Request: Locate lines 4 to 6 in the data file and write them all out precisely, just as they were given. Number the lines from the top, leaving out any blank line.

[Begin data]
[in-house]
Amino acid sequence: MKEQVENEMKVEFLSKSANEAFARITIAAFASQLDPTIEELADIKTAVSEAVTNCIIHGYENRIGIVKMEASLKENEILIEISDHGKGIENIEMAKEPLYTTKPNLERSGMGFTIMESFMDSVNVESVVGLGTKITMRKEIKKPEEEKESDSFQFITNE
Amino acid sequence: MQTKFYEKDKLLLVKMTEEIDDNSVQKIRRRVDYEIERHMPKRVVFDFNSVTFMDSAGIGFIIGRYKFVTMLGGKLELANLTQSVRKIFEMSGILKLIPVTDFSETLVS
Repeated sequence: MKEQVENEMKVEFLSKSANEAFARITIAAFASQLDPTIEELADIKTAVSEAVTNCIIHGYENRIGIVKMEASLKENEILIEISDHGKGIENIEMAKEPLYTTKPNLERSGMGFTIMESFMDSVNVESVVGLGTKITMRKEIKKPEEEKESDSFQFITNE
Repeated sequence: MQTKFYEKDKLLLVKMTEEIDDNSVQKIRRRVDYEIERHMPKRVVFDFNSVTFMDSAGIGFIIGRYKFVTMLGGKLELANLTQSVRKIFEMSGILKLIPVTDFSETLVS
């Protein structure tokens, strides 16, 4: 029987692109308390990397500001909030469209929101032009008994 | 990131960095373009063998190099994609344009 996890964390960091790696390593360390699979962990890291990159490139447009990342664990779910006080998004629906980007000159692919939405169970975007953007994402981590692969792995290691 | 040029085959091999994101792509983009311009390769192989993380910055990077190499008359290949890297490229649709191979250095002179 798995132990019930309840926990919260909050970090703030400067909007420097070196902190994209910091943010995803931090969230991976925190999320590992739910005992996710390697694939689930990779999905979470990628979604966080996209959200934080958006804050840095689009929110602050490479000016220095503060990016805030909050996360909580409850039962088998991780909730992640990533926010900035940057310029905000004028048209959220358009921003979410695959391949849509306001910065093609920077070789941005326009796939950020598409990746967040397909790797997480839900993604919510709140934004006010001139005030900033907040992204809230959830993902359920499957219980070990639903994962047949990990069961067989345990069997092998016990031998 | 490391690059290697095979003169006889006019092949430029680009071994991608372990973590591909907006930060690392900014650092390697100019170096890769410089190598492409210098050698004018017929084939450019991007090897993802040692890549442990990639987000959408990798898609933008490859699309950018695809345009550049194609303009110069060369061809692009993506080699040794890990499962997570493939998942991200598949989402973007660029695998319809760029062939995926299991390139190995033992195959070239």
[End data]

Repeated sequence: MKEQVENEMKVEFLSKSANEAFARITIAAFASQLDPTIEELADIKTAVSEAVTNCIIHGYENRIGIVKMEASLKENEILIEISDHGKGIENIEMAKEPLYTTKPNLERSGMGFTIMESFMDSVNVESVVGLGTKITMRKEIKKPEEEKESDSFQFITNE
Repeated sequence: MQTKFYEKDKLLLVKMTEEIDDNSVQKIRRRVDYEIERHMPKRVVFDFNSVTFMDSAGIGFIIGRYKFVTMLGGKLELANLTQSVRKIFEMSGILKLIPVTDFSETLVS
């Protein structure tokens, strides 16, 4: 029987692109308390990397500001909030469209929101032009008994 | 990131960095373009063998190099994609344009 996890964390960091790696390593360390699979962990890291990159490139447009990342664990779910006080998004629906980007000159692919939405169970975007953007994402981590692969792995290691 | 040029085959091999994101792509983009311009390769192989993380910055990077190499008359290949890297490229649709191979250095002179 798995132990019930309840926990919260909050970090703030400067909007420097070196902190994209910091943010995803931090969230991976925190999320590992739910005992996710390697694939689930990779999905979470990628979604966080996209959200934080958006804050840095689009929110602050490479000016220095503060990016805030909050996360909580409850039962088998991780909730992640990533926010900035940057310029905000004028048209959220358009921003979410695959391949849509306001910065093609920077070789941005326009796939950020598409990746967040397909790797997480839900993604919510709140934004006010001139005030900033907040992204809230959830993902359920499957219980070990639903994962047949990990069961067989345990069997092998016990031998 | 490391690059290697095979003169006889006019092949430029680009071994991608372990973590591909907006930060690392900014650092390697100019170096890769410089190598492409210098050698004018017929084939450019991007090897993802040692890549442990990639987000959408990798898609933008490859699309950018695809345009550049194609303009110069060369061809692009993506080699040794890990499962997570493939998942991200598949989402973007660029695998319809760029062939995926299991390139190995033992195959070239």